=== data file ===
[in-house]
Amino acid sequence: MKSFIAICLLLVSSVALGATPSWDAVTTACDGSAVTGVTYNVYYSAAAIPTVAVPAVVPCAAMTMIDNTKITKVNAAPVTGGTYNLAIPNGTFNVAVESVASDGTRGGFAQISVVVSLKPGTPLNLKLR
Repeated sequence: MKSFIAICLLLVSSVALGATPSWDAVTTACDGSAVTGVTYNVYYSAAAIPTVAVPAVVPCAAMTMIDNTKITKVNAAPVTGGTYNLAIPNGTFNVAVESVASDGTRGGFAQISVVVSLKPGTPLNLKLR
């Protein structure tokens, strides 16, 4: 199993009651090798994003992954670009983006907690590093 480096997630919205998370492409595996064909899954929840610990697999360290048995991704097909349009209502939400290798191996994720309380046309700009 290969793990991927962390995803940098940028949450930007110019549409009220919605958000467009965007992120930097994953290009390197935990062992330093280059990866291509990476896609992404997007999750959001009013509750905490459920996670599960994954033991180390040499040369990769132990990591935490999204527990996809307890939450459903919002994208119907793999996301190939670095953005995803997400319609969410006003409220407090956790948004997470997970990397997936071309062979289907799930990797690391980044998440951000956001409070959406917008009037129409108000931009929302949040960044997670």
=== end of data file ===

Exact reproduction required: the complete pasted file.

[in-house]
Amino acid sequence: MKSFIAICLLLVSSVALGATPSWDAVTTACDGSAVTGVTYNVYYSAAAIPTVAVPAVVPCAAMTMIDNTKITKVNAAPVTGGTYNLAIPNGTFNVAVESVASDGTRGGFAQISVVVSLKPGTPLNLKLR
Repeated sequence: MKSFIAICLLLVSSVALGATPSWDAVTTACDGSAVTGVTYNVYYSAAAIPTVAVPAVVPCAAMTMIDNTKITKVNAAPVTGGTYNLAIPNGTFNVAVESVASDGTRGGFAQISVVVSLKPGTPLNLKLR
């Protein structure tokens, strides 16, 4: 199993009651090798994003992954670009983006907690590093 480096997630919205998370492409595996064909899954929840610990697999360290048995991704097909349009209502939400290798191996994720309380046309700009 290969793990991927962390995803940098940028949450930007110019549409009220919605958000467009965007992120930097994953290009390197935990062992330093280059990866291509990476896609992404997007999750959001009013509750905490459920996670599960994954033991180390040499040369990769132990990591935490999204527990996809307890939450459903919002994208119907793999996301190939670095953005995803997400319609969410006003409220407090956790948004997470997970990397997936071309062979289907799930990797690391980044998440951000956001409070959406917008009037129409108000931009929302949040960044997670």